Seeing them fly was beautiful, but I felt guilty that I chased away these beautiful creatures who had stopped to rest on their 2,500 mile migration from Aransas, Texas to Wood Buffalo National Park which straddles the border between Alberta and the Northwest Territories.

You can understand how special we felt when you realize whooping cranes were placed on the endangered species list back in the mid 1940's when biologists placed their population at 21, although National Geographic puts the number as low as 16. And no, there are no zeroes behind that number.

Whooping Crane Migration Path. Courtesy of the International Crane Foundation

I've marked the location of our Montmartre, SK farm on the above map (Map courtesy of the International Crane Foundation). The cranes in my images are among the last of the naturally occurring whooping crane stock. Biologists suspect there were over one thousand whooping cranes in the 1800's, but their demise is believed to be due to hunting and egg collection as well as the influx of settlers who plowed the native prairie after draining the wetlands to make them arable.

Labeling the whooping crane as an Endangered Species instigated captive breeding programs over the years, in several states. Chicks are raised by humans wearing costumes that imitate their natural mothers, as shown in the following video:

Once they are old enough, they are trained to fly by following an ultra light plane, much like Canada geese did in the movie, Fly Away Home.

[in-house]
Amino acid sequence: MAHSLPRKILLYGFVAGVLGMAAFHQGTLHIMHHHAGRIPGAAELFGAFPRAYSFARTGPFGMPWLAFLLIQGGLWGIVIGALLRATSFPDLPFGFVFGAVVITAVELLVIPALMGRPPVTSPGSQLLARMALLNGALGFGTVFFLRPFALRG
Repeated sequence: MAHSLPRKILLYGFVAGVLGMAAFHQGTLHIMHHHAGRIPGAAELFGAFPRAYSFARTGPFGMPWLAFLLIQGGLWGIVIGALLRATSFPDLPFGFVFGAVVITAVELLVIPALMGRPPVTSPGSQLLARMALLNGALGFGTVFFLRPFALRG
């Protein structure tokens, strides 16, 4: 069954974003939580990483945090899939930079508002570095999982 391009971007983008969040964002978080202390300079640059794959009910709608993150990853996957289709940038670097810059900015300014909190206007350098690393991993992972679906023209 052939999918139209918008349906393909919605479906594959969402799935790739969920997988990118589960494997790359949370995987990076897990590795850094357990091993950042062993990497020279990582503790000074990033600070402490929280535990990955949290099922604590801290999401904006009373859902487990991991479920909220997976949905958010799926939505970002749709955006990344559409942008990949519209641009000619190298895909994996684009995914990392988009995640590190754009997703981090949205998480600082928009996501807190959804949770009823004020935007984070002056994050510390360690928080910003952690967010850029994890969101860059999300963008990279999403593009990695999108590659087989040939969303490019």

Whooping cranes don't begin to breed until they are 3-4 years old, and then it is only to a mate whom they've bonded with which can take another 3-4 years. Like humans, cranes like or disllike other cranes on sight and the female won't breed unless she feels an affinity to and has bonded with a certain male. Once bonded, they mate for life which can be 22-28 years.

Whooping cranes have 3 different sounds depending on their activity and you can listen to them all at the site, or you can play my video and hear what sends me running outside with my camera. I can hear cranes coming from about half a mile away if the wind is right, and although they are usually the smaller sandhill cranes, they make the same sound as the whooping cranes. Sometimes they come in a V formation and I have to zoom in close to be sure they're not geese, but once they start circling, I know they're cranes. They go around and around many times and I lose sight of them, but then their pre-historic crawking sound draws my eye once again.

This video shows about 3 dozen sandhill cranes circling which I suspect is their way of conserving energy. They certainly cover a lot of ground doing it..

In this next video if you ignore the wind and the blurry flock, you can hear the sound they make while flying. My camera refused to focus on the fast cranes.

Whooping cranes remain on the endangered species list although their population is slowly increasing through these breeding programs.

2015 Whooping Crane World Population. Courtesy of the International Crane Foundation

You can help make a difference. This Saturday, on April 16th, is Crane Spotting Day of Sandhill and Whooping Cranes in over 90 counties in six states of the upper Midwest (Wisconsin and portions of Illinois, Indiana, Iowa, Michigan, and Minnesota).